The psychoanalyst Carl Jung, and one of my personal favorites, identified the collective unconscious which is comprised of eight archetypes.
- Self: The center of the personality or psyche — your conscious awareness
- Shadow: The dark and emotional aspect of your psyche
- Anima: An image of an idealized woman that draws people into their feminine side
- Animus: A part of you that has the capacity for reflection and self-knowledge
- Persona: The mask you wear to show the world while you protect your inner self
- Hero: A part of your psyche that can overcome evil and destruction
- Wise old man: A personification of the self that contains your wisdom
- Trickster: A childish part of your psyche that needs gratification
The term “shadow self” was used to describe the things people repress or do not like to acknowledge. Jung’s theory was that what we present to others is called the persona but that we have another side that people aren’t very aware of, if at all, called the shadow self. The shadow self tends to be interpreted as negative impulses, such as anger and resentment, but it can be much more than that, such as creativity. It is integral to a person’s experience of the world and their relationships and working with it can assist a person in gaining a better understanding of themselves and becoming more balanced. The goal of shadow work is to assimilate the shadow and the persona so that a person can learn how to manage impulses they usually ignore, such as anger or greed. It can also encourage you to be your authentic self.
Ignoring Your Shadow
When we ignore the shadow side of ourselves, it can have a negative effect on us and may also drive us to project onto others by judging those who display the traits in your shadow.
Ignoring your shadow can lead to:
- Self-loathing or poor self-esteem
- Self-deceit and deceiving others
- Anxiety and depression
- Offensive behavior toward others
- Struggling to have healthy relationships with others
- An inflated ego
Benefits of Shadow Work
- Gain more confidence and self-esteem
- Improve your creativity
- Build better relationships with others
- Practice self-acceptance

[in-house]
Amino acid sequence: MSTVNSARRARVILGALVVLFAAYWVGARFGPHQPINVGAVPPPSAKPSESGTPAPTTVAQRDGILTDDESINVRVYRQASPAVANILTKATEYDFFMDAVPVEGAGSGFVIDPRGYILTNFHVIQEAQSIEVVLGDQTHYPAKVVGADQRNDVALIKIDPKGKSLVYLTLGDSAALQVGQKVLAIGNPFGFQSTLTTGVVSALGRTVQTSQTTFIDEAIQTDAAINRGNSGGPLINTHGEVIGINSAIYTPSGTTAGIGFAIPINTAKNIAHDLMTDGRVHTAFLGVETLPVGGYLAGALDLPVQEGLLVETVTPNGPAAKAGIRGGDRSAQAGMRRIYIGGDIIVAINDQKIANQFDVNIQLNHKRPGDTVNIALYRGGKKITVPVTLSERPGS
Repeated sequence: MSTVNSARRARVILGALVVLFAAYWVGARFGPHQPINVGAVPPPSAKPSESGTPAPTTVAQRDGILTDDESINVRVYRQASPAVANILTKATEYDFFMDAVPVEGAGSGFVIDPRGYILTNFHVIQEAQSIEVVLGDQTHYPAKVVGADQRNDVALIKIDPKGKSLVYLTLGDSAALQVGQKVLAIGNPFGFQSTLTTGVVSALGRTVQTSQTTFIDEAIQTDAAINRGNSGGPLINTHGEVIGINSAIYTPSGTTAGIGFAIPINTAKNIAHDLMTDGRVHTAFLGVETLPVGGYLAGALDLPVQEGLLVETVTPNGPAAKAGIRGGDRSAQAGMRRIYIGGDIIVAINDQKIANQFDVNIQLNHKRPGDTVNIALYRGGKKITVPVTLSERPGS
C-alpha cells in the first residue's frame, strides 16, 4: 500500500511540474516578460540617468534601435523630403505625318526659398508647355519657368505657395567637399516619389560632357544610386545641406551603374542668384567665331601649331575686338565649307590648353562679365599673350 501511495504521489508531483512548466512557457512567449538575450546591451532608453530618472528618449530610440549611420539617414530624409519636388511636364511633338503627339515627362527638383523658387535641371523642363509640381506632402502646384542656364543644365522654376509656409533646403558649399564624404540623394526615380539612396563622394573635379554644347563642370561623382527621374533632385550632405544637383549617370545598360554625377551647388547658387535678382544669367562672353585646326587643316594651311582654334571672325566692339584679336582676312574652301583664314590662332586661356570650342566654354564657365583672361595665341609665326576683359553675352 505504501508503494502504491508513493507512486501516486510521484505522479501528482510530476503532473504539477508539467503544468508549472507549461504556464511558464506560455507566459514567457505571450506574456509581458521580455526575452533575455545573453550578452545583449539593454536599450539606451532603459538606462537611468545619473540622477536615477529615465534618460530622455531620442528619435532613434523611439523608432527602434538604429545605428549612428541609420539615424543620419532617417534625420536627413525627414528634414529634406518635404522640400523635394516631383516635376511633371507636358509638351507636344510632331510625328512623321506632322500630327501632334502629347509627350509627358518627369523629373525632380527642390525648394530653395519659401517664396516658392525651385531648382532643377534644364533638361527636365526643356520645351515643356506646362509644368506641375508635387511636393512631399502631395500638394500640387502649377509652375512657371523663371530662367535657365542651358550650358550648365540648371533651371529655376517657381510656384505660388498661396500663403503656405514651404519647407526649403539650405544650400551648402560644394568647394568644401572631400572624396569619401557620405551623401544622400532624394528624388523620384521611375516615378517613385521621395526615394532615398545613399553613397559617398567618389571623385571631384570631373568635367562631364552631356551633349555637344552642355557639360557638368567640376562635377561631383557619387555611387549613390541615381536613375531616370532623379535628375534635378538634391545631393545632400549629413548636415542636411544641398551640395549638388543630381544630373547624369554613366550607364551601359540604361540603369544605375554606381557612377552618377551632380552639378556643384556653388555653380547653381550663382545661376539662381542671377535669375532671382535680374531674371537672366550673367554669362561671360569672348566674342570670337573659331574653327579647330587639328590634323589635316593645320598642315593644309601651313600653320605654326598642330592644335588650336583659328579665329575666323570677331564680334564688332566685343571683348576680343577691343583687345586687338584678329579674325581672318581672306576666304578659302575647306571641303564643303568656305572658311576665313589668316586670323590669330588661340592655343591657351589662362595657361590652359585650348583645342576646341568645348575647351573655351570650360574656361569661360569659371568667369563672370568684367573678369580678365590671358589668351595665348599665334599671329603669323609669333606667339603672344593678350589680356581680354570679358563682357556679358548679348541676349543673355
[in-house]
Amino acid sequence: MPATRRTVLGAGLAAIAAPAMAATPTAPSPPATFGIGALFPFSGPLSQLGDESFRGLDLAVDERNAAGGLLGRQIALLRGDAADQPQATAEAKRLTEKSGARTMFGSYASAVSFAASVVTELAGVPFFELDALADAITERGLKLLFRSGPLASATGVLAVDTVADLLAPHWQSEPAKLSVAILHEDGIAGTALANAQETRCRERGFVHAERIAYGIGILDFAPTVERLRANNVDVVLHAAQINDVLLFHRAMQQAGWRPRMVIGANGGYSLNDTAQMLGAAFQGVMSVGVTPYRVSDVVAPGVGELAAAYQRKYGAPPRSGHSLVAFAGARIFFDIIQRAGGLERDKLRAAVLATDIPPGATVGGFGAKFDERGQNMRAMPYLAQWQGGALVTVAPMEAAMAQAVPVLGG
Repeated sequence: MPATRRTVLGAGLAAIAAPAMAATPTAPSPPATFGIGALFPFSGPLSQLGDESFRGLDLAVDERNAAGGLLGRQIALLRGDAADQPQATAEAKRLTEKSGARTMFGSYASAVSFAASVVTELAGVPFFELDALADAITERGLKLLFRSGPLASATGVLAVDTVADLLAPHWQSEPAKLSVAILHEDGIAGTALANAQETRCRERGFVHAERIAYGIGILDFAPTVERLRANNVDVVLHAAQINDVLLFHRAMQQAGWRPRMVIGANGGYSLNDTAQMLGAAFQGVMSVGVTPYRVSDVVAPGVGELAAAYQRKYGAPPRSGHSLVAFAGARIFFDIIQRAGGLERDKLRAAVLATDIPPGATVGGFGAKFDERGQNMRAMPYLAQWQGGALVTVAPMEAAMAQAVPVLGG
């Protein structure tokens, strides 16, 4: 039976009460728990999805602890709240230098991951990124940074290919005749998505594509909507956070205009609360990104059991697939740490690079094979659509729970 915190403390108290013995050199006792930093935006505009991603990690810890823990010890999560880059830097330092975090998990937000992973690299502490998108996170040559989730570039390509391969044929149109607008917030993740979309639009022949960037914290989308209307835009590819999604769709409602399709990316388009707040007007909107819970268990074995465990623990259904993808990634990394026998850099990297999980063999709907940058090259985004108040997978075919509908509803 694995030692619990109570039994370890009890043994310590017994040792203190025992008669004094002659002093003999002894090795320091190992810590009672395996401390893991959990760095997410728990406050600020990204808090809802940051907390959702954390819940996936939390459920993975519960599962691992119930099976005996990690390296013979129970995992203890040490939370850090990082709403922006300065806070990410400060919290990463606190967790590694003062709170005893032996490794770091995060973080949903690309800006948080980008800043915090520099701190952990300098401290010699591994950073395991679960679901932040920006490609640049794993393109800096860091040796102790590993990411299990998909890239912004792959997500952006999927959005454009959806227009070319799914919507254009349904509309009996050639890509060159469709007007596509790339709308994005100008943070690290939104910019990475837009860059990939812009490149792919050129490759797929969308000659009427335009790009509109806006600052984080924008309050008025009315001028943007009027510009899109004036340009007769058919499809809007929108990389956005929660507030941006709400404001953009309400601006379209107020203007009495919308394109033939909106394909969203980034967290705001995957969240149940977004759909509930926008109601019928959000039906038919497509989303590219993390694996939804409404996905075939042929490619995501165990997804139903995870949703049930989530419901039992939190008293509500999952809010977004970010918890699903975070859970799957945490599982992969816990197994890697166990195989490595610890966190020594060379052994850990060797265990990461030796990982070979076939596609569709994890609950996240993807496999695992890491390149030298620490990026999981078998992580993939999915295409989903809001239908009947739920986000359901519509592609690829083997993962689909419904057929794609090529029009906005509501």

- Discover your hidden talents
- Improve your overall wellness
- Increase your compassion toward others
- Have better clarity
- Confront trauma, grief, and other challenging emotions
It may not always be possible or advisable to do shadow work alone when there is trauma or serious mental health concerns. There should be support from a professional.
Also keep in mind:
- Keep an open mind
- Practice self-compassion
- Be patient and go slowly
- Avoid multi-tasking while doing shadow work
- Take time to reflect on progress
Ways to Practice Shadow Work
- Therapist Assistance -vs- Self-Directed Work: Decide if you will seek a therapist for assistance or work on your own. Keep in mind, a therapist can spot patterns within you that you may not be aware of and can give you the tools you’ll need to deal with any triggers you may uncover.
- Practice Identifying Your Shadow: What patterns do you tend to replicate repeatedly in your life that you feel are holding you back? Pay attention to your triggers which remind you of past trauma and are messages to help you realize your shadow wants to be seen. Notice yourself projecting by using the mirror technique which is paying attention to how you think and feel when you interact with others. When negative feelings come up, ask yourself if you may be projecting. Say you’re talking to a friend, they start taking over the conversation, and you’re struggling to put a word in. You may start to judge and get upset. But perhaps this could be a projection of the shame you feel when you want to speak up and don’t.
- Think Back to Your Childhood: Explore parts of you that were treated poorly or rejected when you were a child. Which emotions were you punished for having? Emotions, interests, personality traits, and more get repressed and we grow up believing they’re bad and that we’re bad for having them.
- Avoid Shaming Your Shadow: Practice compassion for your shadow by using loving words.